By Ryan Skinner (email)
This is the second instalment of the Marine Tech & Innovation Chat (the first was with Joachim Bakke of BW Future). This time we go after the entrepreneur side of the innovation picture - someone developing and selling a specific idea.
Geir Erik Samnøy's got one of the industry's most interesting technical pedigrees, with experience from DNV, RCCL and Ulstein. And just last year he started off on his own to develop a unique technology that takes a holistic approach to reducing ship emissions and driving energy efficiencies.
While the specifics of Samnøy's and PresentWater's innovation are still under wraps, he shared with me some interesting takes on innovation in the industry, what's worth exploring, what's not and the state of the game for marine innovators.
Before moving on to the chat itself, note that the next chat is already lined up, this time with Øyvind Endresen - one of the most innovative minds at Høvik. Anyone with questions about DNV and innovation, send them to me and I'll pass them on to Endresen.
Are you a leader in marine innovation, a developer, technologist, manager or investor, and you've got some strong opinions on developments in the field? Let me know; I'd love to chat with you.
With that, here's the marine tech & innovation chat with Geir Erik Samnøy:
Ryan Skinner: Good morning, Geir Erik!
Geir Erik Samnoy: Good morning, Ryan!
Skinner: Welcome to the marine innovation chat, then!
Samnoy: Thanks for inviting me!
Skinner: So, let's get started.
Skinner: Can you tell me a little about yourself, background and such?
Samnoy: I have a background as an engineer from my eight years in the Royal Norwegian Navy
Samnoy: I added a Naval Architect degree from NTNU before I joined DNV for a period of four years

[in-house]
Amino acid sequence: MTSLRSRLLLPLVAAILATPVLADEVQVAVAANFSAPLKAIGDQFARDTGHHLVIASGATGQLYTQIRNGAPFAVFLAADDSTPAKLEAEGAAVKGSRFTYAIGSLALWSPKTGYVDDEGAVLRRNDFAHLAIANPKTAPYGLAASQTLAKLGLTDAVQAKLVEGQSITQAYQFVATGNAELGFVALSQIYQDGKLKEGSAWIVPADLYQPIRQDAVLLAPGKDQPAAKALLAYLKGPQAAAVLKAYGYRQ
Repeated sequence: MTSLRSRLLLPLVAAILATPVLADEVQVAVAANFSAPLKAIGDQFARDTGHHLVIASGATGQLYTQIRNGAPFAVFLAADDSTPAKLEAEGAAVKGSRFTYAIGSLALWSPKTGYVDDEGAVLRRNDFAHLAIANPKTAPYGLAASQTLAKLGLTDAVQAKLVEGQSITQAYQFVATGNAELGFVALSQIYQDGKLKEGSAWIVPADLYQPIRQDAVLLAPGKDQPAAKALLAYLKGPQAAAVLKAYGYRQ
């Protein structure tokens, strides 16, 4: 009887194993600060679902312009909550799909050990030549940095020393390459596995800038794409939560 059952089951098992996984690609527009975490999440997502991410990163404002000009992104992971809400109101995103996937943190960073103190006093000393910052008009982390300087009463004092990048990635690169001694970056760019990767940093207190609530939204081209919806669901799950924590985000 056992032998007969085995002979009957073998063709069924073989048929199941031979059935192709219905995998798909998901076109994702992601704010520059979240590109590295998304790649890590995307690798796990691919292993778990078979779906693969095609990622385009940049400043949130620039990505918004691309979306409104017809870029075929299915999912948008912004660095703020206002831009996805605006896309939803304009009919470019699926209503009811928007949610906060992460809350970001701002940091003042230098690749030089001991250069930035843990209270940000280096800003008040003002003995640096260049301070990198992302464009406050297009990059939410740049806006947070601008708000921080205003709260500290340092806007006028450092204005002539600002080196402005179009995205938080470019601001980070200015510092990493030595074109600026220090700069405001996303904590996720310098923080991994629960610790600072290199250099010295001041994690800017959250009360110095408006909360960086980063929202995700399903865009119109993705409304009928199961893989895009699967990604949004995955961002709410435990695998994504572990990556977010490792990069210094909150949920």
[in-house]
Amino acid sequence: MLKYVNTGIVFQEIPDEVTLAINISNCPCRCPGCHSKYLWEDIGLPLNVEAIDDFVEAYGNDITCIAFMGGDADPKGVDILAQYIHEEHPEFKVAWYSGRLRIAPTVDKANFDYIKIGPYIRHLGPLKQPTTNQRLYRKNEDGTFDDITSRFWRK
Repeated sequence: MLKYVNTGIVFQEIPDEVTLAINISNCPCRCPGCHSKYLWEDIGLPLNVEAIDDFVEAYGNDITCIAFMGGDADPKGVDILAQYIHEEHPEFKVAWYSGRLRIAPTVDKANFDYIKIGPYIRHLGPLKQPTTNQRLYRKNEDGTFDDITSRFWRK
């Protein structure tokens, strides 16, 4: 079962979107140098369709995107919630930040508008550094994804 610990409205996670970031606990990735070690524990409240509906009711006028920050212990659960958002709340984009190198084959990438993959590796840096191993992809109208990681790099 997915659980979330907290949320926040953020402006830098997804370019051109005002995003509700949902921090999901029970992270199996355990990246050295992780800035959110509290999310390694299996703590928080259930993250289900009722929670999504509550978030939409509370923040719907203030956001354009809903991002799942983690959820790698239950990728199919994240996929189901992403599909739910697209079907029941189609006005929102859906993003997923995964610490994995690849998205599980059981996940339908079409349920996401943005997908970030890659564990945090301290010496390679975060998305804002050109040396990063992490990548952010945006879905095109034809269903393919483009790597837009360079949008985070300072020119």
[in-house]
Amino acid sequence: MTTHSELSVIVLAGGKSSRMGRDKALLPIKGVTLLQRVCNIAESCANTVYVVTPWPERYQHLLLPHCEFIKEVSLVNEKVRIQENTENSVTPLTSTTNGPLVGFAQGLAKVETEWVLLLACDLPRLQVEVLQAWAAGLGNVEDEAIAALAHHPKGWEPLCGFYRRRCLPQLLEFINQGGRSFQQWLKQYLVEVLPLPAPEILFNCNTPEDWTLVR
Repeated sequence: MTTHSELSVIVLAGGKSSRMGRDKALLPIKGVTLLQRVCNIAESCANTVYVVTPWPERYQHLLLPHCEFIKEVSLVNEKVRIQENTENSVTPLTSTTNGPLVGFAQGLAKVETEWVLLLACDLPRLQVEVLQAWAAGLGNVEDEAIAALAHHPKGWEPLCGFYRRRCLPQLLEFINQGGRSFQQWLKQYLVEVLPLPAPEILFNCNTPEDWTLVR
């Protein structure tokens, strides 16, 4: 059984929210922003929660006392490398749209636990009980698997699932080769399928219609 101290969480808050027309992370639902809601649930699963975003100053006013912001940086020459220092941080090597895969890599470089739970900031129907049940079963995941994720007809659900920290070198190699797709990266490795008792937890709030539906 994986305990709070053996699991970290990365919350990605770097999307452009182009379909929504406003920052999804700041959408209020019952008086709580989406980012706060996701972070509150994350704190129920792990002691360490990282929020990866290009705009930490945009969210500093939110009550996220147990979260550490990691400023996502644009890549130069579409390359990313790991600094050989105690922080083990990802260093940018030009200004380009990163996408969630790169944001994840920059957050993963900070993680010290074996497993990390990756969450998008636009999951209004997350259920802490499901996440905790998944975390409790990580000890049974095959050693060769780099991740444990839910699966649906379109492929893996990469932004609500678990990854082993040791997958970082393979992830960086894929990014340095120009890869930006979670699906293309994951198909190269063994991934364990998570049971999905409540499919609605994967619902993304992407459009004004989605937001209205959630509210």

Skinner: You have some time with Ulstein and RCCL, as well, no?
Samnoy: Yes, I joined RCCL back in 2004 and relocated with my family to Miami
Samnoy: I became responsible for operations of three of their largest cruise ships, in my position as a ship manager
Samnoy: In 2006 I also resumed responsibilities for follow-up of the new building program in Turku, as a ship manager, including the Freedom-class and Oasis of the Seas
Skinner: And what are you doing today?
Samnoy: I started my own company PresentWater AS in 2009 after having worked as Technical Director in Ulstein Marine Service for about a year
Skinner: Why become an entrepreneur?
Samnoy: I had the core idea back in 2005 that had matured over time
Samnoy: and 2009 became timing-wise the good year to kick off this new endeavour
Skinner: Alright. We'll get back to that perhaps.
Skinner: In general, with your experience as ship manager and at DNV, Ulstein and RCCL...
Skinner: ...what are interesting areas for innovation in the marine field today, in your opinion?
Samnoy: Ship owners are all focused on the bottom line, as everybody else doing business...
Samnoy: with that in mind, I believe that radical innovations on emission reduction, especially SOx compliance, will be one of the most interesting areas...
Samnoy: closely followed by step-changing technologies driving energy efficiencies
Skinner: With SOX, there's sulphur-reduced fuel and scrubbers. Are we talking about something there?
Samnoy: Yes certainly and there’s a lot of money at the table regarding choosing the right sustainable solution(s)
Skinner: what kind of thing is liable to constitute or create a radical innovation in terms of SOX?
Samnoy: Until now we have seen lots of incremental innovations, but shortly there will be some radical innovations ready for the market when talking about abatement technologies more precisely desulfurization units, potentially in combination with modified scrubbers.
Skinner: What kinds of ideas/technologies lie behind those innovations?
Samnoy: They will be more holistic solutions, minimizing the fuel equivalent penalty, by e.g. utilizing existing waste streams onboard
Skinner: Fuel equivalent penalty?
Samnoy: Fuel equivalent penalty may serve as a good measure in order to make good comparisons between different abatement technologies. All operational costs - like electrical consumption, chemicals, consumables, spare parts, service etc., should be converted to a fuel equivalent penalty factor - or in % of the fuel cost (read: HFO)
Samnoy: Hence, if you have to source either chemicals, other consumables or spend lots of energy to solve your emission reduction - it comes with an equivalent cost